Local residents are invited to submit questions for the Daily Guide's upcoming community forum on the school tax levy.

Residents living in the Waynesville School District will have a chance to have their questions and concerns addressed in an upcoming community forum March 15 about a tax levy that will appear on the April ballot.
There will be a $0.20 tax levy on the April ballot and voters will have to decide whether or not to pass it. In the past, readers have expressed concerns about the levy and the management of money by the district.
The Daily Guide has asked former Pulaski County Sheriff and local author, J.B. King, to act as moderator for the forum.
King has been in law enforcement in the Pulaski County area since 1969, has been on panels in other forums, and agreed to serve as moderator for the tax levy forum.
Waynesville School District Superintendent Dr. Brian Henry will be representing the school district and an organized concerned citizens group supporting the tax levy has also asked to take part. If there is an organized concerned citizens group against the levy that steps forward, they will also be allowed to take part.
Local citizens are encouraged to email, call, or drop by the Daily Guide to submit questions that will be given to these groups to answer during the forum. Questions can be emailed to editor@waynesvilledailyguide.com, with tax levy in the subject line. Citizens wishing to submit questions via phone can call 336-3711 to give their questions. Readers are also invited to drop by and submit questions in person at 108 Holly Dr. St. Robert.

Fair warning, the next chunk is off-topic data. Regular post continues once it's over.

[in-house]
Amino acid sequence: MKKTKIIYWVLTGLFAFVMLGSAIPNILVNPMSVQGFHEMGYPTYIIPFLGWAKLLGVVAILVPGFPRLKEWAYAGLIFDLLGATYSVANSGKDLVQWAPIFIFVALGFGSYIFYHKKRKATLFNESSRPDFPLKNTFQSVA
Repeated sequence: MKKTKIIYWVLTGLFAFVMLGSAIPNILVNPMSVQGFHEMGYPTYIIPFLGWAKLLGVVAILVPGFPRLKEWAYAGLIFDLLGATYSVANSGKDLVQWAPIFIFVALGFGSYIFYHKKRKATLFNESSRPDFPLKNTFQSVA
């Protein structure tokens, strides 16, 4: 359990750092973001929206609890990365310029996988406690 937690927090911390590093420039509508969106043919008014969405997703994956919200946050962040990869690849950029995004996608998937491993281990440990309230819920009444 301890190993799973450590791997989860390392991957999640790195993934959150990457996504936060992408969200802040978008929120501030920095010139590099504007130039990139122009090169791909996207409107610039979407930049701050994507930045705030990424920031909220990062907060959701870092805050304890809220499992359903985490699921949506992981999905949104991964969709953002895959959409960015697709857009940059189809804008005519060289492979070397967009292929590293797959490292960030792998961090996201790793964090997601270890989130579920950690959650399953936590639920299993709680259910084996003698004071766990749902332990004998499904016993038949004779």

Citizens are also encouraged to attend the forum, but no questions will be taken during the forum. All questions must be submitted by March 10. The forum will be held at Hampton Inn, Wednesday, March 15, beginning at 6:30 p.m.
The Daily Guide plans to broadcast the forum live on Facebook via our Facebook page at https://www.facebook.com/WaynesvilleDailyGuide.
The tax levy, if voters pass it, will raise personal property taxes for those living in the Waynesville School District, but the issue is about more than taxes for the district and the voters. The district says it could lose $8.5 million in federal money if they don't raise taxes.
Waynesville School District receives about 35 percent of its funding from the federal government through federal basic impact aid and heavily impacted aid.  The district says that it is in danger of losing the heavily impacted aid or B2 aid.
B2 aid is money that the school district receives from the federal government because of the high number of military and Department of Defense dependent children who are students in the district. Waynesville can claim nearly three quarters of the district are the children of military or DOD employees. Many districts qualify for the basic impact aid because the requirement is three percent, but the number of students has to be more than 45 percent to receive B2 aid.
The problem the district is facing, according to Superintendent, Dr. Brian Henry, is that in order to qualify for the B2 aid, which currently represents about $8.5 million of the district's budget, the district has to have a tax levy comparable to other districts.
Waynesville is one of only two districts that receive B2 aid in the state and is one of approximately 22 districts who receive it in the country. The other district in the state of Missouri is Knob Noster, which serves Whiteman Airforce Base.
Henry said, in an interview with the Daily Guide back in November, that there is a "strong chance" that Waynesville will lose its B2 aid in "the near future" because it currently hovers "within a percentage or two" of the trend line the government requires for the tax levy in order to receive the aid.
So far, it seems, Daily Guide readers have been split on their opinions about whether or not to pass the tax levy. Comments received on Facebook tend to run pretty closely down the middle about how voters are feeling.
Attending the forum or submitting questions is a chance for readers to have their concerns addressed and the school district has agreed to answer those questions.